With the recent outbreak of the coronavirus in China, as well as the spread of the disease into a number of countries including the United States, there has been a spark of fear and panic. The markets have taken a downturn, creating some of the largest daily declines in two years. We have seen similar behavior back in 2003 with the SARS virus, and back in 2015/2016 with the Zika virus. Between these two viruses and the housing crisis of 2008-2009, we have seen major market declines within the past two decades. However, the market continues to run its cycle and has recovered under each of these circumstances.
As an investor, it is important to remind yourself to take a long-term approach with your 401(k) plan and think about the overall goals for retirement. With that in mind, here are a few things to consider when it comes to market volatility and investing in your 401(k) plan or IRA account.
Dollar Cost Averaging
When you’re contributing to your 401(k) plan, the amount you elect to contribute is being invested into your account every pay period (weekly, bi-weekly, etc.). When a consistent amount of money is invested in consistent intervals, this is a form of investing called dollar-cost averaging. With dollar-cost averaging, you are buying shares of a mutual fund throughout all different points in the market cycle. When the market is up, you are buying less shares at higher price. When the market is down, you are buying more shares at a lower price. The advantage to dollar cost averaging is that you are reducing timing risk, and in a fluctuating market, the average cost per share is going to be lower than the average price per share.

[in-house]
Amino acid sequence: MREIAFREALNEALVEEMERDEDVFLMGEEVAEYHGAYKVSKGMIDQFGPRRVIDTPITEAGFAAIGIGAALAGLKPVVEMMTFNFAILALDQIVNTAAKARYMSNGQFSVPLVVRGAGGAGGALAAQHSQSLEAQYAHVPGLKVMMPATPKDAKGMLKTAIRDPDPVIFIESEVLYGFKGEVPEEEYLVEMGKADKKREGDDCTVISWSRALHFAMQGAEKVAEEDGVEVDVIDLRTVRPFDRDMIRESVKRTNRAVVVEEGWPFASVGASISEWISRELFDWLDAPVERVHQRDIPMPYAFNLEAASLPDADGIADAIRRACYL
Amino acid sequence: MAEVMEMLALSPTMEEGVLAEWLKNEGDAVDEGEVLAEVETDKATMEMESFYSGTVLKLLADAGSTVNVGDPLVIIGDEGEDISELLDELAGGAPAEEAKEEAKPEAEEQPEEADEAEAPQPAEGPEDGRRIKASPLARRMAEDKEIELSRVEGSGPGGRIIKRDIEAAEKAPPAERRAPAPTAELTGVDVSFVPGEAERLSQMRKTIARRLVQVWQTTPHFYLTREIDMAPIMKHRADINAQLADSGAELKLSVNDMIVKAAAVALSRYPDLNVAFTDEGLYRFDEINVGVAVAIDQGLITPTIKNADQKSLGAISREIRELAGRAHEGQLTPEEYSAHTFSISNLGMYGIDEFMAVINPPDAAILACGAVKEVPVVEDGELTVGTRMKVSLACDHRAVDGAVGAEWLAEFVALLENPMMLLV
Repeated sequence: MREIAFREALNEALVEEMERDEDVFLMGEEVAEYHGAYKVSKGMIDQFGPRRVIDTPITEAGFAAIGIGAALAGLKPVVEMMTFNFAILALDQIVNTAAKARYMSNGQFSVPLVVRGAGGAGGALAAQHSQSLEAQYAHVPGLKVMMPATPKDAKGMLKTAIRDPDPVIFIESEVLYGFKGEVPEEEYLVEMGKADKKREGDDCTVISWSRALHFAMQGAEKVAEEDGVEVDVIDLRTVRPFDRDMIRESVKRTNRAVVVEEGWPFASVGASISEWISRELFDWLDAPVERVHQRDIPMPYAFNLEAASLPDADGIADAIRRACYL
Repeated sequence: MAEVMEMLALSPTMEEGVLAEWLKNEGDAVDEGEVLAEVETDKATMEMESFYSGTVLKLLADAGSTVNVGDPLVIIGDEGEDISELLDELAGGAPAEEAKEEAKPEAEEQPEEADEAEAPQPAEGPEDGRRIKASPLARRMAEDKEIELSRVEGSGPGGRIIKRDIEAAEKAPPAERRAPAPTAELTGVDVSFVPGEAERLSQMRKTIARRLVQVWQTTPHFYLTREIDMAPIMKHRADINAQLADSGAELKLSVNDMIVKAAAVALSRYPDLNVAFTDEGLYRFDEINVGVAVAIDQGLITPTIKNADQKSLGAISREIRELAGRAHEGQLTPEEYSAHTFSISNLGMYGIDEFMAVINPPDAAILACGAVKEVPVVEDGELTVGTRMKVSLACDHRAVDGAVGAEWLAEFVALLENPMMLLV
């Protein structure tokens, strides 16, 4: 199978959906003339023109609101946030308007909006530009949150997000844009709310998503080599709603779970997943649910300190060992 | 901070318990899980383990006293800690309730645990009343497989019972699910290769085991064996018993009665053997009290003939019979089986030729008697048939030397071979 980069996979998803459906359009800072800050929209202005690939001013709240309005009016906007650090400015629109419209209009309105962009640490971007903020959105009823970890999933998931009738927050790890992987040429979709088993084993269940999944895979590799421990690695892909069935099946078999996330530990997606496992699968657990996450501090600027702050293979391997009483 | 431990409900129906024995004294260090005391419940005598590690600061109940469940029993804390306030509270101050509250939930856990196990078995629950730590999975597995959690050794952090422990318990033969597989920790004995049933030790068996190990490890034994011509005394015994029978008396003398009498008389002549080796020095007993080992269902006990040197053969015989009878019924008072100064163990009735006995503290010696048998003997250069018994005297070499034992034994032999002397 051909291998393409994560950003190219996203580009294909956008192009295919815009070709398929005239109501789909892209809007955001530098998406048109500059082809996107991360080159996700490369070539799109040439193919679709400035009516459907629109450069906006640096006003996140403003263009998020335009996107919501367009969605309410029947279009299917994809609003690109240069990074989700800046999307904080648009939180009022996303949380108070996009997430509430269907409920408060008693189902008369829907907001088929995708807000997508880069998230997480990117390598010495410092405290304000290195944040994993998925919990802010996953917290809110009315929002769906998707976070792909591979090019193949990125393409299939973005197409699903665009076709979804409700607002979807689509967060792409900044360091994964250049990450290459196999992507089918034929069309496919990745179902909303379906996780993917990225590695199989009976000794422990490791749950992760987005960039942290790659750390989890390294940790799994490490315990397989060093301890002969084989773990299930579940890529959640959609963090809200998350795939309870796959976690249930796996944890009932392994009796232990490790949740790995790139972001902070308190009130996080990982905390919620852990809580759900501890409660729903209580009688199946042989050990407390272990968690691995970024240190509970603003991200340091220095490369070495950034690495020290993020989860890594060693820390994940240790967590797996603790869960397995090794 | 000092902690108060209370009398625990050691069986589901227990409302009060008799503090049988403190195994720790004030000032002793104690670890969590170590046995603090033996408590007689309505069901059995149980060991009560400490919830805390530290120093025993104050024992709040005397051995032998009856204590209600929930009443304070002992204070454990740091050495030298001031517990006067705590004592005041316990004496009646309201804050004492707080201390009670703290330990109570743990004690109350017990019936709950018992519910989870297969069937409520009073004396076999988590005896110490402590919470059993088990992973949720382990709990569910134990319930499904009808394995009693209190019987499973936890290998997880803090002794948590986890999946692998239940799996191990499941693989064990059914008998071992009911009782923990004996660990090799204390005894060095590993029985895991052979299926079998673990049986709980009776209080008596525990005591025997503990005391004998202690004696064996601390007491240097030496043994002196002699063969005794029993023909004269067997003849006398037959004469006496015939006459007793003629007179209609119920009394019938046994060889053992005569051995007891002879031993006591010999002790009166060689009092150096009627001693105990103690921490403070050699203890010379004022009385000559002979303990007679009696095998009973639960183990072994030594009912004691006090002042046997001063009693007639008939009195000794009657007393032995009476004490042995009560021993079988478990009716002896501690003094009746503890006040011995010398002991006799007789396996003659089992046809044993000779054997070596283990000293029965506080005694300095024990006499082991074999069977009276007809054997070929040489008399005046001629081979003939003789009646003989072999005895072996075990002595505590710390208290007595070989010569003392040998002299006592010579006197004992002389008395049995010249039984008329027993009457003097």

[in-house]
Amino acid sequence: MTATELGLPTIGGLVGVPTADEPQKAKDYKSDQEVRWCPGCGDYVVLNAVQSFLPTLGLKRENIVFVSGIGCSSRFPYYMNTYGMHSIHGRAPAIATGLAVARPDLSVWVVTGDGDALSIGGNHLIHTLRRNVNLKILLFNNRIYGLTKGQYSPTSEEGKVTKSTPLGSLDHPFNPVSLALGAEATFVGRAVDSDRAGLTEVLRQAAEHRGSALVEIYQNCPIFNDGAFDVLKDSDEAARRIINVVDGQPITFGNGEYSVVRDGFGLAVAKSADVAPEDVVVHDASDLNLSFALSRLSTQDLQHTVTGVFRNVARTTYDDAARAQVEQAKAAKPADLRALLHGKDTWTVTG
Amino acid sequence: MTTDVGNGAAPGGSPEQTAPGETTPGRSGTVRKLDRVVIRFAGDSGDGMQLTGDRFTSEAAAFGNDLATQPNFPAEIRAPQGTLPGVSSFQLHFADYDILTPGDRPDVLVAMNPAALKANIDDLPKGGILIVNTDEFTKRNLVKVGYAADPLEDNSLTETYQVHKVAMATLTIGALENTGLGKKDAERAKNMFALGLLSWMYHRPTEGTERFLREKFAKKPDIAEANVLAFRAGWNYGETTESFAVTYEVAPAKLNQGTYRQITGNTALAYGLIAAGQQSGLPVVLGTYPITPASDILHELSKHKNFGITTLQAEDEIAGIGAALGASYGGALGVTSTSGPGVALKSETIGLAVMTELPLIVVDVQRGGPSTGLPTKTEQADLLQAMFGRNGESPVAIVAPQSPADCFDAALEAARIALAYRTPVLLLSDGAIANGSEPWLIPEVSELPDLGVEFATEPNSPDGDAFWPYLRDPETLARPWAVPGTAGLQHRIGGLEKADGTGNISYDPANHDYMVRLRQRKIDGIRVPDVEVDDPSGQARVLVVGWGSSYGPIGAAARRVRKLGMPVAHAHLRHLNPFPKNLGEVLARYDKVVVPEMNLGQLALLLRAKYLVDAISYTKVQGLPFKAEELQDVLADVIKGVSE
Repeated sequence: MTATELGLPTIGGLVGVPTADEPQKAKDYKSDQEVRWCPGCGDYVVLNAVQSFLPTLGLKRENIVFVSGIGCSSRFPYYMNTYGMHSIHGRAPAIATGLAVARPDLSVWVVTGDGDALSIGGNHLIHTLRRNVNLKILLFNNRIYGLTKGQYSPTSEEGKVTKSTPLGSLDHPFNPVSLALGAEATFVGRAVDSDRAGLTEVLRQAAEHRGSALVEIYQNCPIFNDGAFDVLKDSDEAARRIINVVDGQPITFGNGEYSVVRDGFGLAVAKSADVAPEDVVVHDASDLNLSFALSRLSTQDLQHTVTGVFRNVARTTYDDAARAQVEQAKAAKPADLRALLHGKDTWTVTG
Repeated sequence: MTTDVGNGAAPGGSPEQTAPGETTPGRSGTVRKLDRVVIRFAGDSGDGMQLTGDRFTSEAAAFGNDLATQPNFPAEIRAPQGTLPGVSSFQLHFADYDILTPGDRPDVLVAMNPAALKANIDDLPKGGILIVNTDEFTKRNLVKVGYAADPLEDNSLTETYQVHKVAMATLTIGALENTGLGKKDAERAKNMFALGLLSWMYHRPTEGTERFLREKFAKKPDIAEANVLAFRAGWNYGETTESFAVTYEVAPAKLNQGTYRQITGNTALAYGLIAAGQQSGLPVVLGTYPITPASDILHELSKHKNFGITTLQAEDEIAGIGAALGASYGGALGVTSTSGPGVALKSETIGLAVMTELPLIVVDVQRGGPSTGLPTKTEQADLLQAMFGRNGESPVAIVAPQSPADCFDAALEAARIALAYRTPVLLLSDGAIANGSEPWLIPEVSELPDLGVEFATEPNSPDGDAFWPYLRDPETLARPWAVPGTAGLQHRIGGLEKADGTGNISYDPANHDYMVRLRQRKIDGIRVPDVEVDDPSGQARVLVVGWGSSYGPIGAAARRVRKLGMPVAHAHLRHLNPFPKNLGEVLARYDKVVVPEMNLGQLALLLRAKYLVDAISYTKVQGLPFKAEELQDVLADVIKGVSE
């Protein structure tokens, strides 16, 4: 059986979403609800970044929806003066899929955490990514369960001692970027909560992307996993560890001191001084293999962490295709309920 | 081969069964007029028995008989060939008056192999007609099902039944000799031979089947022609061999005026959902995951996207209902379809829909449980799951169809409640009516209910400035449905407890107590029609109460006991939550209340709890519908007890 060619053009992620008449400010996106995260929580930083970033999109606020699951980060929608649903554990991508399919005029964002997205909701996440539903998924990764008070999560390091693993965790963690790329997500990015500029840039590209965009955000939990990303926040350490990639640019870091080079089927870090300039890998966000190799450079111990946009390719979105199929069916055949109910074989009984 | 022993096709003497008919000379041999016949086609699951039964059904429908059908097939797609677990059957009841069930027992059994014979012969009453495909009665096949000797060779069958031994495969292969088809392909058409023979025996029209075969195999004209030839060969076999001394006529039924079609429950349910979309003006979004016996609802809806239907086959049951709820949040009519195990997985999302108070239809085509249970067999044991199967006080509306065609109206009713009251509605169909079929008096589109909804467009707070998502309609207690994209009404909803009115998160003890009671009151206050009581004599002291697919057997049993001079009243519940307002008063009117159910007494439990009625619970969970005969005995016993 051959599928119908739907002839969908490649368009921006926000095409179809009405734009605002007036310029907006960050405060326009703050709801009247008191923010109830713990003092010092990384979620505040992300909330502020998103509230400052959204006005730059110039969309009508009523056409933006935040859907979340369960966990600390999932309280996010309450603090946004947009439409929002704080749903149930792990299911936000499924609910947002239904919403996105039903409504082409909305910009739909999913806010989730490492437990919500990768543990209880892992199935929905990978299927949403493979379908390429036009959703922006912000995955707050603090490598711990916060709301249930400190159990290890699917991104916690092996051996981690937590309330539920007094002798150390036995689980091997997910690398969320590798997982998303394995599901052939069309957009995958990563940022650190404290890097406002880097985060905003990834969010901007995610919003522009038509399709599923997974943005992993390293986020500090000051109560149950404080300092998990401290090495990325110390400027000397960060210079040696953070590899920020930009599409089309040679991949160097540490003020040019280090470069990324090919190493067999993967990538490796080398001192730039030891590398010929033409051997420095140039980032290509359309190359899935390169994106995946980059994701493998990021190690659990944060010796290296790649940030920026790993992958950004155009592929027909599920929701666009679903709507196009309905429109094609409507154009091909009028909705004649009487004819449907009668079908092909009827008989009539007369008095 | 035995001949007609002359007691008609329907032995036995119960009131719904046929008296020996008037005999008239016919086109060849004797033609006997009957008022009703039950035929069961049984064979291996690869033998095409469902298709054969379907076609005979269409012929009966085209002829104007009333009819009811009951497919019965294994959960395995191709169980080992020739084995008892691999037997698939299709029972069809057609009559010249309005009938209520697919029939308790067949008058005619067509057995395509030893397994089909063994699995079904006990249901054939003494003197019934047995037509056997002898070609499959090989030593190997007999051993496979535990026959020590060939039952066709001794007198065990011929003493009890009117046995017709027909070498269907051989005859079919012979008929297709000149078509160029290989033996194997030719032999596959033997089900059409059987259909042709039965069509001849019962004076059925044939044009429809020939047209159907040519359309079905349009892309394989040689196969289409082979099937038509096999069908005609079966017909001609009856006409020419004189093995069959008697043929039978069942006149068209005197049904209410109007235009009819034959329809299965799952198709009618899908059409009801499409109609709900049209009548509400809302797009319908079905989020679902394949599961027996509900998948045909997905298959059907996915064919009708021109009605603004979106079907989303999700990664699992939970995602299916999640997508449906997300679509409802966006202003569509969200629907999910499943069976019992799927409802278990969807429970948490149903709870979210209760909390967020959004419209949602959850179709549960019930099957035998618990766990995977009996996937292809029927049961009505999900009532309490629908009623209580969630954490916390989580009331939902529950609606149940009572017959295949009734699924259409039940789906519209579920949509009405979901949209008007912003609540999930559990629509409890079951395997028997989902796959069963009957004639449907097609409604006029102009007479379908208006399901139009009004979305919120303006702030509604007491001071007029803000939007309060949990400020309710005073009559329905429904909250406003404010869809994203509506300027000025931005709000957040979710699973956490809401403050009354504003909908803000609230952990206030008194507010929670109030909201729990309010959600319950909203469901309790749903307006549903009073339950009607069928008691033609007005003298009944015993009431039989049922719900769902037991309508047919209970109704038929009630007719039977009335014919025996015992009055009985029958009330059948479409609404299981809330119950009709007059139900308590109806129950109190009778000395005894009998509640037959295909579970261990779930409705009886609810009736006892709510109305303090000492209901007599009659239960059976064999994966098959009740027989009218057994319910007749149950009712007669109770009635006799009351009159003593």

The Cycle of Emotion
The Cycle of Emotion addresses the emotional aspect of investing rather than the financial aspect. The stock market goes up and down, and your investment accounts will usually reflect that. People tend to get excited when they see the market go up and think that it’s a great time to buy into the market/invest more money. When the market goes down, many tend to panic, thinking that they are losing their money, and naturally feel obligated to sell their investments, at which point investors are officially locking in their gains or losses. Locking in a gain or a loss leads into the next point of understanding the difference between a realized gain/loss versus an unrealized gain/loss.
Realized vs. Unrealized Gains and Losses
When you see your account increasing or decreasing, you are not making or losing any money unless you sell out of your investment position, at which point you would notice a realized gain or loss. An unrealized gain or loss is when the value of your account is above or below the price at which you bought your investment and if you were to sell out of the position, what your return would be. For example, if you bought XYZ at $5/share and the value when down to $2/share, you would have an unrealized loss of $3/share. If, when that value went down to $2/share, you panicked and sold your shares of XYZ, you would now have locked in a realized loss of $3/share.
Stay the Course: Diversification and Long-Term Approach
While you are not able to control the markets, you are able to control the way your money is invested, as well as your approach and investment behavior. Through economic and market downturns, we encourage investors to remain diversified, take advantage of changing financial markets to reduce risk of loss, and focus on the long-term approach that aligns with your investment and retirement goals.